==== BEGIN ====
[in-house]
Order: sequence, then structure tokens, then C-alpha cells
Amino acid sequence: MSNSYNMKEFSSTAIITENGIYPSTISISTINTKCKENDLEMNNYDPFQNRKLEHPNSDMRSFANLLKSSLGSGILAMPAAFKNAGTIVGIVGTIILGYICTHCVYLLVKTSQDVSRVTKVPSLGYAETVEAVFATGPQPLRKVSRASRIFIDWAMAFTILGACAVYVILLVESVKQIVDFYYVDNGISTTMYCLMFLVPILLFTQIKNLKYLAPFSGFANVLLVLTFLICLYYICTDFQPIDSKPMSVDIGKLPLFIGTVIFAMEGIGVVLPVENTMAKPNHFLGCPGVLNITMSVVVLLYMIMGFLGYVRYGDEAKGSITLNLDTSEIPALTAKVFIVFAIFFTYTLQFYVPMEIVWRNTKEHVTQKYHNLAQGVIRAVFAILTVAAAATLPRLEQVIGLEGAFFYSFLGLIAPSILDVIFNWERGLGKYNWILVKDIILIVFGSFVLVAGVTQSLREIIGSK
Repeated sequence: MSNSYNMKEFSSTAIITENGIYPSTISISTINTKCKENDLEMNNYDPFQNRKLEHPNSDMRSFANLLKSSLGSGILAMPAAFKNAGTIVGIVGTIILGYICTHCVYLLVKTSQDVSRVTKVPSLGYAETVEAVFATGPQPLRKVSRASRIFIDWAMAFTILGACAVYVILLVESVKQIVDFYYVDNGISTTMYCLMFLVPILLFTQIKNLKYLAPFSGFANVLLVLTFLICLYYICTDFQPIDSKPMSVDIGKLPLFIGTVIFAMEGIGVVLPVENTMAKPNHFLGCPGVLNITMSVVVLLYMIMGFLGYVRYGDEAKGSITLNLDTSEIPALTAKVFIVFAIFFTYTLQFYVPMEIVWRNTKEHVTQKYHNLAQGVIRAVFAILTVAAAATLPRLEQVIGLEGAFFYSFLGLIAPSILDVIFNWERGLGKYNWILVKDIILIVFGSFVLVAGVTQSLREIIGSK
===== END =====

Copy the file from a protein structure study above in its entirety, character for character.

[in-house]
Order: sequence, then structure tokens, then C-alpha cells
Amino acid sequence: MSNSYNMKEFSSTAIITENGIYPSTISISTINTKCKENDLEMNNYDPFQNRKLEHPNSDMRSFANLLKSSLGSGILAMPAAFKNAGTIVGIVGTIILGYICTHCVYLLVKTSQDVSRVTKVPSLGYAETVEAVFATGPQPLRKVSRASRIFIDWAMAFTILGACAVYVILLVESVKQIVDFYYVDNGISTTMYCLMFLVPILLFTQIKNLKYLAPFSGFANVLLVLTFLICLYYICTDFQPIDSKPMSVDIGKLPLFIGTVIFAMEGIGVVLPVENTMAKPNHFLGCPGVLNITMSVVVLLYMIMGFLGYVRYGDEAKGSITLNLDTSEIPALTAKVFIVFAIFFTYTLQFYVPMEIVWRNTKEHVTQKYHNLAQGVIRAVFAILTVAAAATLPRLEQVIGLEGAFFYSFLGLIAPSILDVIFNWERGLGKYNWILVKDIILIVFGSFVLVAGVTQSLREIIGSK
Repeated sequence: MSNSYNMKEFSSTAIITENGIYPSTISISTINTKCKENDLEMNNYDPFQNRKLEHPNSDMRSFANLLKSSLGSGILAMPAAFKNAGTIVGIVGTIILGYICTHCVYLLVKTSQDVSRVTKVPSLGYAETVEAVFATGPQPLRKVSRASRIFIDWAMAFTILGACAVYVILLVESVKQIVDFYYVDNGISTTMYCLMFLVPILLFTQIKNLKYLAPFSGFANVLLVLTFLICLYYICTDFQPIDSKPMSVDIGKLPLFIGTVIFAMEGIGVVLPVENTMAKPNHFLGCPGVLNITMSVVVLLYMIMGFLGYVRYGDEAKGSITLNLDTSEIPALTAKVFIVFAIFFTYTLQFYVPMEIVWRNTKEHVTQKYHNLAQGVIRAVFAILTVAAAATLPRLEQVIGLEGAFFYSFLGLIAPSILDVIFNWERGLGKYNWILVKDIILIVFGSFVLVAGVTQSLREIIGSK